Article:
Retaining Existing Customers Vs Acquiring New Customers – Whats Is The Better Strategy?
A great question in this economic climate and something a lot of companies will be debating on as a strategy till things are looking up again. Iain Lovatt of Blue Sheep Limited took this question to the B2B marketing group on Linkedin where it sparked a healthy debate on whether marketing should turn all focus to customer retention and keeping the revenue stable or turn to new customer acquisition. The opinions B2B marketers posted come to defend both sides.
The first side believed yes, all focus should be directed towards retention of existing customers. If you have a customer base which helped you bring in $X in revenue, then in such fickle times, rather than trying to tap into new customers which may or may not close, you are better off trying to convince your existing customers to buy again or extend contracts with you for another year. This strategy reduces the risk of a drop in revenue in case new customers don’t close and can’t compensate for old customers who don’t bring in continued business. In some way since you don’t need to educate existing customers on your offering again, the cost of marketing to existing customers is lower. In times when customers are more cautious and take longer to commit, the number of leads or target contacts required in the funnel is also higher and it could make sense to try and stablilize revenues till conditions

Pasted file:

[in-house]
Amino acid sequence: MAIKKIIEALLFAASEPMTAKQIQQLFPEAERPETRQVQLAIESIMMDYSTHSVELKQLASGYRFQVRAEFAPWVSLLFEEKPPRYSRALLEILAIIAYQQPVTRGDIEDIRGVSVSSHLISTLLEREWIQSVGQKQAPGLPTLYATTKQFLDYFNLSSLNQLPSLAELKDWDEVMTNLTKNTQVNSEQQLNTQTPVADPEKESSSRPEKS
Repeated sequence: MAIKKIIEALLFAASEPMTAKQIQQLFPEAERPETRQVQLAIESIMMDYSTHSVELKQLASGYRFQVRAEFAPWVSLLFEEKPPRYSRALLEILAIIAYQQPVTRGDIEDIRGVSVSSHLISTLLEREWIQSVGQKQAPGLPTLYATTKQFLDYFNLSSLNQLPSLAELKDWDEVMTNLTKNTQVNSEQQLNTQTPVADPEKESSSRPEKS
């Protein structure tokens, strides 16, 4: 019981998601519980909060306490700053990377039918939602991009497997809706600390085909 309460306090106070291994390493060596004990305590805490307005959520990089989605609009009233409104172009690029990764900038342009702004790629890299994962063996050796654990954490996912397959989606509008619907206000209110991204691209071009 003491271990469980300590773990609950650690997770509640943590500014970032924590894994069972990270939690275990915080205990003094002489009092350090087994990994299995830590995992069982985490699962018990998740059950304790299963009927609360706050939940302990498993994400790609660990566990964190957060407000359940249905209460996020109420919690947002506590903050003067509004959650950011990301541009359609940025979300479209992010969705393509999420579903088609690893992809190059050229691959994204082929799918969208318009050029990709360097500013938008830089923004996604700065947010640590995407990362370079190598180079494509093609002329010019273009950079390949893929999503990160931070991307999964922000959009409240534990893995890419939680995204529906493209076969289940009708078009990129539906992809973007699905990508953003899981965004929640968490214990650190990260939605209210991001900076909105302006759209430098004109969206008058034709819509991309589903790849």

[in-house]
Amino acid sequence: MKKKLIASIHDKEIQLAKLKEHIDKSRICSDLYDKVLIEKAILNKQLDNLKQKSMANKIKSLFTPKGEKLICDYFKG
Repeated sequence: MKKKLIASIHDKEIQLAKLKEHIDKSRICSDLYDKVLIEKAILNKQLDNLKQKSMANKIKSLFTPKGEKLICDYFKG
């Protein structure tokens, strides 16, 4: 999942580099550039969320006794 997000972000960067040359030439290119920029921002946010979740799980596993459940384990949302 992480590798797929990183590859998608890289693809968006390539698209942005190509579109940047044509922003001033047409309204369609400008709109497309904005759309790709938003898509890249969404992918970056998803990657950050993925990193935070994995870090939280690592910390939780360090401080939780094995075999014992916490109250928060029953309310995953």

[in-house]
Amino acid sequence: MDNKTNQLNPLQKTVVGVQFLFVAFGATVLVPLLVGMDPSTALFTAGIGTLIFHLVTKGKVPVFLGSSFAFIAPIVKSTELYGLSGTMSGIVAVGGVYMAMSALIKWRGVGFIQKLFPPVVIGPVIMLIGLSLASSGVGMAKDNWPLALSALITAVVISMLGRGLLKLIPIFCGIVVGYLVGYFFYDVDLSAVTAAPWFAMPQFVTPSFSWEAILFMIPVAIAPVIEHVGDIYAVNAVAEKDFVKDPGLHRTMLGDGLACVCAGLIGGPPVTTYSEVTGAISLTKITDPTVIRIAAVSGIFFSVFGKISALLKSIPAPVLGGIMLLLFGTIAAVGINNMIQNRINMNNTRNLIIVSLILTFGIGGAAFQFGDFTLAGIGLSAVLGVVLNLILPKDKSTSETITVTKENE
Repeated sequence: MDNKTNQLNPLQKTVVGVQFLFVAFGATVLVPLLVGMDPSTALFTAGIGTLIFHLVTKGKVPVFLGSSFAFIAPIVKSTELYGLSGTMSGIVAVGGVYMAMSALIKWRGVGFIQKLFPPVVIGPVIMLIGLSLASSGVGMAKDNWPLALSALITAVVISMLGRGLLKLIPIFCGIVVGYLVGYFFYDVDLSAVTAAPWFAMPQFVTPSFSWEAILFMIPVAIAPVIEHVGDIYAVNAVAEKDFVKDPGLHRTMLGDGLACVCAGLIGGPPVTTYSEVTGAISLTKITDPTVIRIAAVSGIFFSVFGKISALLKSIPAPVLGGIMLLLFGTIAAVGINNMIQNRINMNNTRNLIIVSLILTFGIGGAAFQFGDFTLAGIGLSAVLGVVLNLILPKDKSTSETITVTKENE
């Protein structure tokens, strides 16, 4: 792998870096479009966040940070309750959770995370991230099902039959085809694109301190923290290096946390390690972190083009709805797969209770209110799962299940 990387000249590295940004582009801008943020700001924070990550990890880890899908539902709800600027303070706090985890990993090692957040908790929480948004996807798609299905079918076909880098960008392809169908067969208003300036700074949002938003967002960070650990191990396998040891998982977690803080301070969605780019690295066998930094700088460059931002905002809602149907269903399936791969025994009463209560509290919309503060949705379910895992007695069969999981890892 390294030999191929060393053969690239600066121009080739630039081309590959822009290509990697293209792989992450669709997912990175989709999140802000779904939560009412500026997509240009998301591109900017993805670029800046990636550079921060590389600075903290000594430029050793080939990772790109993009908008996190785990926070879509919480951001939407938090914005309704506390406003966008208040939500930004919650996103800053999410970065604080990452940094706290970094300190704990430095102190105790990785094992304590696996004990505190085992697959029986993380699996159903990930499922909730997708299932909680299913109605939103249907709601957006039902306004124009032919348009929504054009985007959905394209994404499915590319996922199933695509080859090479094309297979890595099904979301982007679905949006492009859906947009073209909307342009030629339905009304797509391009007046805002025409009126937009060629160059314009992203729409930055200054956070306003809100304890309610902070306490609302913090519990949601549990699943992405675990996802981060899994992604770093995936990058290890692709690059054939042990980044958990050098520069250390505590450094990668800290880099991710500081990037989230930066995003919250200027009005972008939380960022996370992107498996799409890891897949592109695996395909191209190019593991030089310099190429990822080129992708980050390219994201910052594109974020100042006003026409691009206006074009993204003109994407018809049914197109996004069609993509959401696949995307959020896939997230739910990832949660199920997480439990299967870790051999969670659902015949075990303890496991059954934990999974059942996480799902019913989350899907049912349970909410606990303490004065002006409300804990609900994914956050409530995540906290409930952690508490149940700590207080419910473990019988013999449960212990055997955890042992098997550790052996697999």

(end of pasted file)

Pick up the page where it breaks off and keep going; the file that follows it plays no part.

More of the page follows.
are more favorable.
The flipside of the coin was not against diverting resources towards customer retention but not at the cost of cutting our new customer acquisition completely. B2B marketers on this side of the debate suggested this time when lots of changes are taking place and several companies folding or losing part of their customer base, could actually be an ideal opportunity to try and capture some of those customers and take a bigger part of the market share. They agree focus should be on retaining high value existing customers who bring in a sizable amount of bussiness but believe its also important to pursue new customers since there will always be some churn in existing customers and even just to maintain the existing level, new customers are essential.
The sweet spot should actually be right inbetween. Though its easier said than done, being able to retain as many of your valuable existing customers as possible without having to cut off efforts of targeting new customers (some of whom will turn into future high value customers) is what will trigger growth. While its important to work with what you have and tapping into your existing database of leads, not acquiring new leads and growing that database will result in a shrinking database as it deteriorates with time. Doing one at the cost of cutting out another totally wouldn’t help in the long run. Finding that balance should be the aim. What do you think?
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